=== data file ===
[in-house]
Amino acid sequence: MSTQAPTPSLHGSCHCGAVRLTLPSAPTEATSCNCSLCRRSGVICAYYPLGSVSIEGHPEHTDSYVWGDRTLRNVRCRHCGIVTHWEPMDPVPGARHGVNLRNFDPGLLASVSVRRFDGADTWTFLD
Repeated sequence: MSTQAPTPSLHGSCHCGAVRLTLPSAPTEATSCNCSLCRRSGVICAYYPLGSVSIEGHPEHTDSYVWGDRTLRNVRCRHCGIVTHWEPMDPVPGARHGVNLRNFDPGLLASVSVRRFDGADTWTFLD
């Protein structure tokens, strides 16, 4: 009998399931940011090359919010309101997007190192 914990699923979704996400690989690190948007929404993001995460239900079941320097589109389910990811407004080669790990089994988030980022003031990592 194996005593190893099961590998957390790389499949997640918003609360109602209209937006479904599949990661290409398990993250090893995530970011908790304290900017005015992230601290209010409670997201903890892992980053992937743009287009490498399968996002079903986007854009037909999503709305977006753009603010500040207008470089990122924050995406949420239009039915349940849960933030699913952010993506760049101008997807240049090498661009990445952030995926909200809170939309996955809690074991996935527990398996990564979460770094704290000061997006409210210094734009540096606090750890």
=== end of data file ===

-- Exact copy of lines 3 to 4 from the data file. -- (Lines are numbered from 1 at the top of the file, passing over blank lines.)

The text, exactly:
Repeated sequence: MSTQAPTPSLHGSCHCGAVRLTLPSAPTEATSCNCSLCRRSGVICAYYPLGSVSIEGHPEHTDSYVWGDRTLRNVRCRHCGIVTHWEPMDPVPGARHGVNLRNFDPGLLASVSVRRFDGADTWTFLD
């Protein structure tokens, strides 16, 4: 009998399931940011090359919010309101997007190192 914990699923979704996400690989690190948007929404993001995460239900079941320097589109389910990811407004080669790990089994988030980022003031990592 194996005593190893099961590998957390790389499949997640918003609360109602209209937006479904599949990661290409398990993250090893995530970011908790304290900017005015992230601290209010409670997201903890892992980053992937743009287009490498399968996002079903986007854009037909999503709305977006753009603010500040207008470089990122924050995406949420239009039915349940849960933030699913952010993506760049101008997807240049090498661009990445952030995926909200809170939309996955809690074991996935527990398996990564979460770094704290000061997006409210210094734009540096606090750890």